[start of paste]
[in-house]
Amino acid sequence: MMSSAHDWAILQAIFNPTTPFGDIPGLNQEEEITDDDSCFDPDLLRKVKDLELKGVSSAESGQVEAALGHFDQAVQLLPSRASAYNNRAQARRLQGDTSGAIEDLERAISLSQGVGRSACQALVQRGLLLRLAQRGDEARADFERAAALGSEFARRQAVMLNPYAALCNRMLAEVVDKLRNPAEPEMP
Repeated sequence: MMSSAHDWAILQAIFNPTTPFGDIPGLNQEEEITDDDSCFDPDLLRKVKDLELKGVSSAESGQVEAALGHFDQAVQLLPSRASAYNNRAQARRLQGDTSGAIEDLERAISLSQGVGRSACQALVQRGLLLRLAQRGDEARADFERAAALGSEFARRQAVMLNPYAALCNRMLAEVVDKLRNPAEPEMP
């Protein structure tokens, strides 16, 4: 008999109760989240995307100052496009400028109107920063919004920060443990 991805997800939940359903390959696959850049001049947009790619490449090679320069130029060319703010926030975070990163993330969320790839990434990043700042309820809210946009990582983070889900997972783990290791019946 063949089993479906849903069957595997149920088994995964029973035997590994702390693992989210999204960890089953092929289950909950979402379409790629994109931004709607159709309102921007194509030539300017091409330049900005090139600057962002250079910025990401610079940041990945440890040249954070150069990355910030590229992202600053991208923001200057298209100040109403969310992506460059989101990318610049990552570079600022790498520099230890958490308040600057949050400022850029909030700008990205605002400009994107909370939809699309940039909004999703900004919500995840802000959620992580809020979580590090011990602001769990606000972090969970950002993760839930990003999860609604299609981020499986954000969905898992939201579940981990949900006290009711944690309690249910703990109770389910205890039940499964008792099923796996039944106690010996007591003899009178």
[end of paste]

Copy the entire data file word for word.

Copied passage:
[in-house]
Amino acid sequence: MMSSAHDWAILQAIFNPTTPFGDIPGLNQEEEITDDDSCFDPDLLRKVKDLELKGVSSAESGQVEAALGHFDQAVQLLPSRASAYNNRAQARRLQGDTSGAIEDLERAISLSQGVGRSACQALVQRGLLLRLAQRGDEARADFERAAALGSEFARRQAVMLNPYAALCNRMLAEVVDKLRNPAEPEMP
Repeated sequence: MMSSAHDWAILQAIFNPTTPFGDIPGLNQEEEITDDDSCFDPDLLRKVKDLELKGVSSAESGQVEAALGHFDQAVQLLPSRASAYNNRAQARRLQGDTSGAIEDLERAISLSQGVGRSACQALVQRGLLLRLAQRGDEARADFERAAALGSEFARRQAVMLNPYAALCNRMLAEVVDKLRNPAEPEMP
């Protein structure tokens, strides 16, 4: 008999109760989240995307100052496009400028109107920063919004920060443990 991805997800939940359903390959696959850049001049947009790619490449090679320069130029060319703010926030975070990163993330969320790839990434990043700042309820809210946009990582983070889900997972783990290791019946 063949089993479906849903069957595997149920088994995964029973035997590994702390693992989210999204960890089953092929289950909950979402379409790629994109931004709607159709309102921007194509030539300017091409330049900005090139600057962002250079910025990401610079940041990945440890040249954070150069990355910030590229992202600053991208923001200057298209100040109403969310992506460059989101990318610049990552570079600022790498520099230890958490308040600057949050400022850029909030700008990205605002400009994107909370939809699309940039909004999703900004919500995840802000959620992580809020979580590090011990602001769990606000972090969970950002993760839930990003999860609604299609981020499986954000969905898992939201579940981990949900006290009711944690309690249910703990109770389910205890039940499964008792099923796996039944106690010996007591003899009178």